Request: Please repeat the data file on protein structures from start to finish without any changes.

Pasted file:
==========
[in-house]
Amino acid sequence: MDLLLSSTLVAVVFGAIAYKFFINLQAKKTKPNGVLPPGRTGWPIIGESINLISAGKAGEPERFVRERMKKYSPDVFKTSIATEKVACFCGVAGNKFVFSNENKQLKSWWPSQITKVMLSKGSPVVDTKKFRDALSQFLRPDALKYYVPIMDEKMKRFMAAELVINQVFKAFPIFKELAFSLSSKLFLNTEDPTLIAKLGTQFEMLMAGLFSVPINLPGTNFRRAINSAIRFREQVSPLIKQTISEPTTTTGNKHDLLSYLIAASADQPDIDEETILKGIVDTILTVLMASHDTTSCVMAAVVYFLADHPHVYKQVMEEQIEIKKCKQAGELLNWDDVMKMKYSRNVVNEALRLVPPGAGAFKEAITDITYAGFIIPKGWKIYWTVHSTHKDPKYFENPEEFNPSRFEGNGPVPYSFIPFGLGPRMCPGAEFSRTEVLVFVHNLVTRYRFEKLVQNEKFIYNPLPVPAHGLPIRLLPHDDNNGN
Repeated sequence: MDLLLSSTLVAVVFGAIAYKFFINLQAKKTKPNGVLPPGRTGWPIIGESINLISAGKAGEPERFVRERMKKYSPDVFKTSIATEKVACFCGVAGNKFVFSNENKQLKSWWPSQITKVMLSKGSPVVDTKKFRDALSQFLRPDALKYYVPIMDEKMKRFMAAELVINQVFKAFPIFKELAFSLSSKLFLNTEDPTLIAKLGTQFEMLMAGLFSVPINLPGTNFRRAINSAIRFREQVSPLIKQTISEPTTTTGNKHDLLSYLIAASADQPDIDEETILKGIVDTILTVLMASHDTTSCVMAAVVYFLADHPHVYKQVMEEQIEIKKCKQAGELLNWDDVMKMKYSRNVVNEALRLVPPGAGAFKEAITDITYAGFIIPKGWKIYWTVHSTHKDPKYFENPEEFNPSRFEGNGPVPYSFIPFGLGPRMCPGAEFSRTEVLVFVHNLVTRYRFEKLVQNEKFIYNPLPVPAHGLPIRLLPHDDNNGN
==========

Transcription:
[in-house]
Amino acid sequence: MDLLLSSTLVAVVFGAIAYKFFINLQAKKTKPNGVLPPGRTGWPIIGESINLISAGKAGEPERFVRERMKKYSPDVFKTSIATEKVACFCGVAGNKFVFSNENKQLKSWWPSQITKVMLSKGSPVVDTKKFRDALSQFLRPDALKYYVPIMDEKMKRFMAAELVINQVFKAFPIFKELAFSLSSKLFLNTEDPTLIAKLGTQFEMLMAGLFSVPINLPGTNFRRAINSAIRFREQVSPLIKQTISEPTTTTGNKHDLLSYLIAASADQPDIDEETILKGIVDTILTVLMASHDTTSCVMAAVVYFLADHPHVYKQVMEEQIEIKKCKQAGELLNWDDVMKMKYSRNVVNEALRLVPPGAGAFKEAITDITYAGFIIPKGWKIYWTVHSTHKDPKYFENPEEFNPSRFEGNGPVPYSFIPFGLGPRMCPGAEFSRTEVLVFVHNLVTRYRFEKLVQNEKFIYNPLPVPAHGLPIRLLPHDDNNGN
Repeated sequence: MDLLLSSTLVAVVFGAIAYKFFINLQAKKTKPNGVLPPGRTGWPIIGESINLISAGKAGEPERFVRERMKKYSPDVFKTSIATEKVACFCGVAGNKFVFSNENKQLKSWWPSQITKVMLSKGSPVVDTKKFRDALSQFLRPDALKYYVPIMDEKMKRFMAAELVINQVFKAFPIFKELAFSLSSKLFLNTEDPTLIAKLGTQFEMLMAGLFSVPINLPGTNFRRAINSAIRFREQVSPLIKQTISEPTTTTGNKHDLLSYLIAASADQPDIDEETILKGIVDTILTVLMASHDTTSCVMAAVVYFLADHPHVYKQVMEEQIEIKKCKQAGELLNWDDVMKMKYSRNVVNEALRLVPPGAGAFKEAITDITYAGFIIPKGWKIYWTVHSTHKDPKYFENPEEFNPSRFEGNGPVPYSFIPFGLGPRMCPGAEFSRTEVLVFVHNLVTRYRFEKLVQNEKFIYNPLPVPAHGLPIRLLPHDDNNGN